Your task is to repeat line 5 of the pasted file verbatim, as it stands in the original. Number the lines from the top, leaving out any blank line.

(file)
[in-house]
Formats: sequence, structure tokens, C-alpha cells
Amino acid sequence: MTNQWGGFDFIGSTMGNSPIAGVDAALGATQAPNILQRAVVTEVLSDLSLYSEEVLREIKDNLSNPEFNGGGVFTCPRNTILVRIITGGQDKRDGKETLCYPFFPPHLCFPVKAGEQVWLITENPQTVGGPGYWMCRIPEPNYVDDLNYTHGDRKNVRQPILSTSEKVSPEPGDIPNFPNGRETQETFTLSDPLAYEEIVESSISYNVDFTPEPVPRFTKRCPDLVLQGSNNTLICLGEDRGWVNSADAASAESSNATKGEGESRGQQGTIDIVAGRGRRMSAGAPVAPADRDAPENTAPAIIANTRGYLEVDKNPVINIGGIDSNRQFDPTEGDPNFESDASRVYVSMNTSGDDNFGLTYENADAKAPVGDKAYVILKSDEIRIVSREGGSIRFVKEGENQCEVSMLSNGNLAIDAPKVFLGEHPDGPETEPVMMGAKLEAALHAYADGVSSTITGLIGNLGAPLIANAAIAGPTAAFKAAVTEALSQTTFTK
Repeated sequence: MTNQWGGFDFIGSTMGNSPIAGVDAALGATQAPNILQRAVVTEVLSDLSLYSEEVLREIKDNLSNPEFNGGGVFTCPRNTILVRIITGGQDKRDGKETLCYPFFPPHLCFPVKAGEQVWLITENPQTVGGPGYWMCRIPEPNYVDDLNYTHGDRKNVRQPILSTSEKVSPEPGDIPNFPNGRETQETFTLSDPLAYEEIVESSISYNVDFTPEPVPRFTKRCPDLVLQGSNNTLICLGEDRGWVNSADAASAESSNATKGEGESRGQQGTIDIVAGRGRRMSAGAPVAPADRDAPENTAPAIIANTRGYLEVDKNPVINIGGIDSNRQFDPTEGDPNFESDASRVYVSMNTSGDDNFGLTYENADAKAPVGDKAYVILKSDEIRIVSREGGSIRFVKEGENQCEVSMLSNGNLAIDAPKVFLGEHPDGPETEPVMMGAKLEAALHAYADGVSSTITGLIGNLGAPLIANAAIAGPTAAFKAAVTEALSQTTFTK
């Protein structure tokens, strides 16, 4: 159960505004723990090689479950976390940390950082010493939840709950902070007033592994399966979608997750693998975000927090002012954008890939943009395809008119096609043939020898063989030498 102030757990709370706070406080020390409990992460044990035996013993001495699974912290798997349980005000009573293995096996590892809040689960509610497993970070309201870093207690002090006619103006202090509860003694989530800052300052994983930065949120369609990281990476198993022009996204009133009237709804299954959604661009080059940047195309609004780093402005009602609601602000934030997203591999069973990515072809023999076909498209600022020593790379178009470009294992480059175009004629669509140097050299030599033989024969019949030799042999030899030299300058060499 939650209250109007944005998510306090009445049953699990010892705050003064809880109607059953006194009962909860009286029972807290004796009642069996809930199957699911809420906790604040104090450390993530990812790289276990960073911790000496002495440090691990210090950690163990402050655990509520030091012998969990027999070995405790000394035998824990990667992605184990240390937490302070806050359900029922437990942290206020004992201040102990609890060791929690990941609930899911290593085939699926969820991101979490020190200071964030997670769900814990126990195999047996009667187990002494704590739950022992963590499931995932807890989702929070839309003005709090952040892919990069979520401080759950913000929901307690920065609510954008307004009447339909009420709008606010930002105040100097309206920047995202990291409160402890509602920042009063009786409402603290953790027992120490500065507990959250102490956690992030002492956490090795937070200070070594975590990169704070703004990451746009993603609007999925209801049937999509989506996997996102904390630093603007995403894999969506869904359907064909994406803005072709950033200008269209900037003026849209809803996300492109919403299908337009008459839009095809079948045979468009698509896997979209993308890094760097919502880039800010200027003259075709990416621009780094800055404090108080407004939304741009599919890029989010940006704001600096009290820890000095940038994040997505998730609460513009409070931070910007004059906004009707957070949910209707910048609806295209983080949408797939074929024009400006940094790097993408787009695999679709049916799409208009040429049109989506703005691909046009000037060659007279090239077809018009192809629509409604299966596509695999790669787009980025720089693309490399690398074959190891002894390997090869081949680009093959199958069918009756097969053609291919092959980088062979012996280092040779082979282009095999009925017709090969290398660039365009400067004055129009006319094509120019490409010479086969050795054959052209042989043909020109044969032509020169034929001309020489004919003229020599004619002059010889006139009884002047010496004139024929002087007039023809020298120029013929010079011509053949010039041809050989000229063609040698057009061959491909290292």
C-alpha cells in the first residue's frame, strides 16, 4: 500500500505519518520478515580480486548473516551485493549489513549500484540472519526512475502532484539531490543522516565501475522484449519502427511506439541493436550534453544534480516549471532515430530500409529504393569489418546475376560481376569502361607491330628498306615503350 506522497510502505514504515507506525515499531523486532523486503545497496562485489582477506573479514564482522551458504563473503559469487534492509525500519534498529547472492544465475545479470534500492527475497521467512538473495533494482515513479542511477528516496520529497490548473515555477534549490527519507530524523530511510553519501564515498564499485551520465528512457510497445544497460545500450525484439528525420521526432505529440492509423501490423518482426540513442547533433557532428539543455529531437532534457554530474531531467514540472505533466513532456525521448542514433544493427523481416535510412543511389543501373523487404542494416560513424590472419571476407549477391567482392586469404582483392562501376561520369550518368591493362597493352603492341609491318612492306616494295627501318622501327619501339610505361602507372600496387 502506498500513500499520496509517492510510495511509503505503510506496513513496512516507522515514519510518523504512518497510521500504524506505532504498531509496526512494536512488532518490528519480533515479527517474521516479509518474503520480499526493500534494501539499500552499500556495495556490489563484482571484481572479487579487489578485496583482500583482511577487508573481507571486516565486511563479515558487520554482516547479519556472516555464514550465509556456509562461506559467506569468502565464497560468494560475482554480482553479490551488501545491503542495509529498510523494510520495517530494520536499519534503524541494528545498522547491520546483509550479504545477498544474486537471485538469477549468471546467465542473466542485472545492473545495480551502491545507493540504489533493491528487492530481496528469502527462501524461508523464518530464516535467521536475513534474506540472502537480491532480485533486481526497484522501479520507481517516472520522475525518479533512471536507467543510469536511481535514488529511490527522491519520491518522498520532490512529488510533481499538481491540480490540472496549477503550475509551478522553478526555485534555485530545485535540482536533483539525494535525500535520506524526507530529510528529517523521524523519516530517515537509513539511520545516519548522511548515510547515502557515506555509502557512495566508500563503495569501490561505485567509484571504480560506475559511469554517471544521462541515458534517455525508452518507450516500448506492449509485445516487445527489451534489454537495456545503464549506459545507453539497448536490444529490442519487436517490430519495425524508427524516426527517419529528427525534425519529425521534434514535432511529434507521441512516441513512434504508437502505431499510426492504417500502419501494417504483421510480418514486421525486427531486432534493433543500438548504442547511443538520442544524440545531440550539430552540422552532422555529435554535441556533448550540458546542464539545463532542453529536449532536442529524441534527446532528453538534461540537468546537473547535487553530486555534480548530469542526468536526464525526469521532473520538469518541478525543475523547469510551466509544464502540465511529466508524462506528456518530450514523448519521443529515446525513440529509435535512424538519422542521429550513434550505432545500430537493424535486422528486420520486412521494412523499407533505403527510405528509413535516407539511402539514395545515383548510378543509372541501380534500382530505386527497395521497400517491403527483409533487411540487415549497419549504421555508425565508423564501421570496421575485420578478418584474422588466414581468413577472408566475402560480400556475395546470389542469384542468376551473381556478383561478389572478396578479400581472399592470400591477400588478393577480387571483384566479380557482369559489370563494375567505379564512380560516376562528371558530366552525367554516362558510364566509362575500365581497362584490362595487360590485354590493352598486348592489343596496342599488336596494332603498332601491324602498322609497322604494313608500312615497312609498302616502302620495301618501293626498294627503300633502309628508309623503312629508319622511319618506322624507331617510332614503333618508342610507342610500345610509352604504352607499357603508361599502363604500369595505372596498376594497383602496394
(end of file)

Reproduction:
């Protein structure tokens, strides 16, 4: 159960505004723990090689479950976390940390950082010493939840709950902070007033592994399966979608997750693998975000927090002012954008890939943009395809008119096609043939020898063989030498 102030757990709370706070406080020390409990992460044990035996013993001495699974912290798997349980005000009573293995096996590892809040689960509610497993970070309201870093207690002090006619103006202090509860003694989530800052300052994983930065949120369609990281990476198993022009996204009133009237709804299954959604661009080059940047195309609004780093402005009602609601602000934030997203591999069973990515072809023999076909498209600022020593790379178009470009294992480059175009004629669509140097050299030599033989024969019949030799042999030899030299300058060499 939650209250109007944005998510306090009445049953699990010892705050003064809880109607059953006194009962909860009286029972807290004796009642069996809930199957699911809420906790604040104090450390993530990812790289276990960073911790000496002495440090691990210090950690163990402050655990509520030091012998969990027999070995405790000394035998824990990667992605184990240390937490302070806050359900029922437990942290206020004992201040102990609890060791929690990941609930899911290593085939699926969820991101979490020190200071964030997670769900814990126990195999047996009667187990002494704590739950022992963590499931995932807890989702929070839309003005709090952040892919990069979520401080759950913000929901307690920065609510954008307004009447339909009420709008606010930002105040100097309206920047995202990291409160402890509602920042009063009786409402603290953790027992120490500065507990959250102490956690992030002492956490090795937070200070070594975590990169704070703004990451746009993603609007999925209801049937999509989506996997996102904390630093603007995403894999969506869904359907064909994406803005072709950033200008269209900037003026849209809803996300492109919403299908337009008459839009095809079948045979468009698509896997979209993308890094760097919502880039800010200027003259075709990416621009780094800055404090108080407004939304741009599919890029989010940006704001600096009290820890000095940038994040997505998730609460513009409070931070910007004059906004009707957070949910209707910048609806295209983080949408797939074929024009400006940094790097993408787009695999679709049916799409208009040429049109989506703005691909046009000037060659007279090239077809018009192809629509409604299966596509695999790669787009980025720089693309490399690398074959190891002894390997090869081949680009093959199958069918009756097969053609291919092959980088062979012996280092040779082979282009095999009925017709090969290398660039365009400067004055129009006319094509120019490409010479086969050795054959052209042989043909020109044969032509020169034929001309020489004919003229020599004619002059010889006139009884002047010496004139024929002087007039023809020298120029013929010079011509053949010039041809050989000229063609040698057009061959491909290292």